Colorado State Conservation Board (CSCB) - Colorado Department of Agriculture (CDA)
Grants ranging from $1,000 to $15,000 Colorado conservation districts for effective natural resources management, planning, and development. Qualifying projects must impact private lands within the state. Grants will be offered on a cost-share basis for activities such as watershed planning, conservation workshops, and riparian protection projects.
Mission Statement and Funding Intention:
The Conservation Matching Grants Program, administered solely by the Colorado State Conservation Board, assists Colorado Conservation Districts in implementing and encouraging sound natural resource planning, management and development particularly in minerals, energy, geology, and water resources. Targeted conservation efforts are vital to this program.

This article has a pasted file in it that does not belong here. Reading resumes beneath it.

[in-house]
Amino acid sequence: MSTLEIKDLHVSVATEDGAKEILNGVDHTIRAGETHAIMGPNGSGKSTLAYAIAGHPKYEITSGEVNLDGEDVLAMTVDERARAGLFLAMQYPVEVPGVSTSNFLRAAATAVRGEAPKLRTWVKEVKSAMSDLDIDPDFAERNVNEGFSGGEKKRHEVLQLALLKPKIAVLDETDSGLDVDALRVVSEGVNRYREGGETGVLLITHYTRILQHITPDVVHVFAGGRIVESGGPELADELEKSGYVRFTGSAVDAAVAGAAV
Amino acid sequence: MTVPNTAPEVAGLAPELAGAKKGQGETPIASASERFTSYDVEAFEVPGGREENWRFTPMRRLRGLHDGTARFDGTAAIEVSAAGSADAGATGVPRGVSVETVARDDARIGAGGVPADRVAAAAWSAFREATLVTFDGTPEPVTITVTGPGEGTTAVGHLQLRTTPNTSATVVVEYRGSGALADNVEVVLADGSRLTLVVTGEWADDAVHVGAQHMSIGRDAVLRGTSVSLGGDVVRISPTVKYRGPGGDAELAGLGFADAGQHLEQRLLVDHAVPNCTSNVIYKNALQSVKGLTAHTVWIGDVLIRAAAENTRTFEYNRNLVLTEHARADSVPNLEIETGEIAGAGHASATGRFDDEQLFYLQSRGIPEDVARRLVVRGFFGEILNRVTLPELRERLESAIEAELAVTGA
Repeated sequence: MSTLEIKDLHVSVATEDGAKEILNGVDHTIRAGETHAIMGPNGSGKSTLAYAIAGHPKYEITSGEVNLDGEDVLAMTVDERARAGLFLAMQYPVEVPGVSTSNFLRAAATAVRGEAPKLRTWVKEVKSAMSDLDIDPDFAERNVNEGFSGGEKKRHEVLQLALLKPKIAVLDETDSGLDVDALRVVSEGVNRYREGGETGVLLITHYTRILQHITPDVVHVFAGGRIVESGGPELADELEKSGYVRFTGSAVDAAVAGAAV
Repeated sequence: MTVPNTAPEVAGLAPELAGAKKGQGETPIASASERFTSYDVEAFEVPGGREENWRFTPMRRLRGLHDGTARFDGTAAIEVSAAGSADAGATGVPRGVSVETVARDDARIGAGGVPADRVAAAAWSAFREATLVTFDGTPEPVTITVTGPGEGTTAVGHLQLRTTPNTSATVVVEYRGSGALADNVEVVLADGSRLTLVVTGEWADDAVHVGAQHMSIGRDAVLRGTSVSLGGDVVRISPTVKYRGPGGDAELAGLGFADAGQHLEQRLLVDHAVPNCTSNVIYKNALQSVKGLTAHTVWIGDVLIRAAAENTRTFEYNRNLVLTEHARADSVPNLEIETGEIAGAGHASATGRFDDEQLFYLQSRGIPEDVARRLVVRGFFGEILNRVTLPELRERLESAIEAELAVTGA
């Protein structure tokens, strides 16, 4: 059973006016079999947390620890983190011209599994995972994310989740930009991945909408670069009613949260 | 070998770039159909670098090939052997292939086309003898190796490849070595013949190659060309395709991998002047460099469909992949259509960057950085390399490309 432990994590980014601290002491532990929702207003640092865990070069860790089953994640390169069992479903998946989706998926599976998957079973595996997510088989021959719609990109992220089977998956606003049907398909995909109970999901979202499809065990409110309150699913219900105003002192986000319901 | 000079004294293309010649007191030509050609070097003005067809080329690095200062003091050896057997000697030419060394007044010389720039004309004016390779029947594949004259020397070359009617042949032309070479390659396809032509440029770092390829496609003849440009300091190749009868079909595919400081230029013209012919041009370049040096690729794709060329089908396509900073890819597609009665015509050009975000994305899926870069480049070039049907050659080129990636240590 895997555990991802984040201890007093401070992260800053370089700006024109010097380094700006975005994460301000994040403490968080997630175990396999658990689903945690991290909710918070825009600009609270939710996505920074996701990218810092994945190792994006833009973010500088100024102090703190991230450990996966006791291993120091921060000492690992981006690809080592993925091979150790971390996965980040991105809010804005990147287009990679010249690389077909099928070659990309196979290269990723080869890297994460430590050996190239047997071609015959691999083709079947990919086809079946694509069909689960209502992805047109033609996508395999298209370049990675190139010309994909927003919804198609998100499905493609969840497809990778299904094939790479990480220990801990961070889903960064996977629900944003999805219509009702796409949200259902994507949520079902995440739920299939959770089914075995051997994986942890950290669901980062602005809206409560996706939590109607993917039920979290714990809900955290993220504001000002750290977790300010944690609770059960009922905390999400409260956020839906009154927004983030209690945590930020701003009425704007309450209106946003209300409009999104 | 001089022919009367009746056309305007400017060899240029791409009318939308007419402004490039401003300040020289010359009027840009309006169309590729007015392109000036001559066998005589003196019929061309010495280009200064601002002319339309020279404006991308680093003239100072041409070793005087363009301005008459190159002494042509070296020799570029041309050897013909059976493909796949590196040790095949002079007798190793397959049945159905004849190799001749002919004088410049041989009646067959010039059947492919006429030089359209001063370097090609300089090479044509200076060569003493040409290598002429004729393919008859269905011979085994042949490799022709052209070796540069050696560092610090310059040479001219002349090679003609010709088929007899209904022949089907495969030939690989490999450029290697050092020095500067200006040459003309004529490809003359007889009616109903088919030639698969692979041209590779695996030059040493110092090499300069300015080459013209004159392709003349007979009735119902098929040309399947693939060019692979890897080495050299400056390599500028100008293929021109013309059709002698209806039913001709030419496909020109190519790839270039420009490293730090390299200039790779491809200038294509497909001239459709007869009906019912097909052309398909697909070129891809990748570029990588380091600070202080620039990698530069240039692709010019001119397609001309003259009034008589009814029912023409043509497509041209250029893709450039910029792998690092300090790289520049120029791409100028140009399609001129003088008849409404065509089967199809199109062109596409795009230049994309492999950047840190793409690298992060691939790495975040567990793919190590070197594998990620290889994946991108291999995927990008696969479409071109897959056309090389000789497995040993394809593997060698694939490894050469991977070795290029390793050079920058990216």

The funds are intended primarily to implement enduring on-the-ground conservation practices and educational activities for sustaining and protecting Colorado’s natural resources through public/private partnership.
Funds Source and Distribution:
All of the authorized funds will be distributed to Conservation Districts in the form of grants. The Colorado Legislature has authorized funds for projects addressing the conservation of Colorado’s natural resources. The Colorado Department of Agriculture has traditionally made additional funds available through the Severance Tax Revenue Fund and/or the State General Fund. Although these Matching Grant program funds have been offered in the past, there is no guarantee of these funds’ continued availability in the future.